Playing via Spotify Playing via YouTube
Skip to YouTube video

Loading player…

Scrobble from Spotify?

Connect your Spotify account to your Last.fm account and scrobble everything you listen to, from any Spotify app on any device or platform.

Connect to Spotify

Dismiss

A new version of Last.fm is available, to keep everything running smoothly, please reload the site.

Biography

  • Born

    7 January 1898

  • Born In

    Maputo, Mozambique

  • Died

    17 April 1941 (aged 43)

Albert Allick Bowlly (7 January 1898 – 17 April 1941) was a British vocalist who was popular during the 1930s in England. He recorded more than 1,000 records. His most popular songs include "Midnight, the Stars and You", "Goodnight, Sweetheart", "The Very Thought of You", "Guilty", "Love Is the Sweetest Thing" and the English version of "Dark Eyes", the "Russian Gypsy" song by Adalgiso Ferraris as "Black Eyes" with words of Albert Mellor.

Bowlly was born in Lourenço Marques in the Portuguese colony of Mozambique. His parents were Greek and Lebanese. They met en route to Australia and moved to South Africa.

Bowlly was brought up in Johannesburg. After a series of odd jobs across South Africa in his youth, including being a barber and a jockey, he sang in a dance band led by Edgar Adeler on a tour of South Africa, Rhodesia, India and Indonesia during the mid-1920s. He was fired from the band in Surabaya, Indonesia.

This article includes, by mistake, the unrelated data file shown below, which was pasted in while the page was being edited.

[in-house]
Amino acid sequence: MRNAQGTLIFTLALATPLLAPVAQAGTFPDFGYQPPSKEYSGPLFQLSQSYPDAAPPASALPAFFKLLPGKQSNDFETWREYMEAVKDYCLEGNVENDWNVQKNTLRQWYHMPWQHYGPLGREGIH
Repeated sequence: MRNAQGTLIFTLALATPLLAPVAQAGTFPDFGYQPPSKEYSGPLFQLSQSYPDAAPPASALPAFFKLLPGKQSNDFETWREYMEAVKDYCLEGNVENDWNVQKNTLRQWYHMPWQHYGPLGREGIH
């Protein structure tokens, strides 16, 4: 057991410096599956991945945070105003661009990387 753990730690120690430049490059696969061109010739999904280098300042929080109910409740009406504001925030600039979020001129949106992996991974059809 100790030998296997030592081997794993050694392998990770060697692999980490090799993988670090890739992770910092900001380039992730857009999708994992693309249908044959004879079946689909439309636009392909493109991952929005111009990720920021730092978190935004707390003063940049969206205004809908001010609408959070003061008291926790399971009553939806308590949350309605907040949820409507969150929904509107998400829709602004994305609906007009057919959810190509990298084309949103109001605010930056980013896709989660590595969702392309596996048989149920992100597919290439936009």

Jimmy Liquime hired him to sing with the band in India and Singapore. In 1927 Bowlly made his first record, a cover version of "Blue Skies" by Irving Berlin that was recorded with Adeler in Berlin, Germany. During the next year, he worked in London, England, with the orchestra of Fred Elizalde.

The onset of the Great Depression in 1929 resulted in Bowlly being made redundant and returning to several months of busking to survive. In the 1930s, he signed two contracts—one in May 1931 with Roy Fox, singing in his live band for the Monseigneur Restaurant in London, the other a record contract with bandleader Ray Noble in November 1930.

During the next four years, he recorded over 500 songs. By 1933 Lew Stone had ousted Fox as bandleader, and Bowlly was singing Stone's arrangements with Stone's band. After much radio exposure and a successful British tour with Stone, Bowlly was inundated with demands for appearances and gigs—including undertaking a solo British tour—but continued to make most of his recordings with Noble. There was considerable competition between Noble and Stone for Bowlly's time. For much of the year, Bowlly spent all day in the recording studio with Noble's band rehearsing and recording, then the evening with Stone's band at the Monseigneur. Many of these recordings with Noble were issued in the United States by Victor, which meant that by the time Noble and Bowlly came to America, their reputation had preceded them.

He performed in England with his band, the Radio City Rhythm Makers. But by 1937 the band broke up when vocal problems were traced to a wart in his throat, which briefly caused him to lose his voice. Separated from his wife and with his band dissolved, he borrowed money from friends and traveled to New York City for surgery.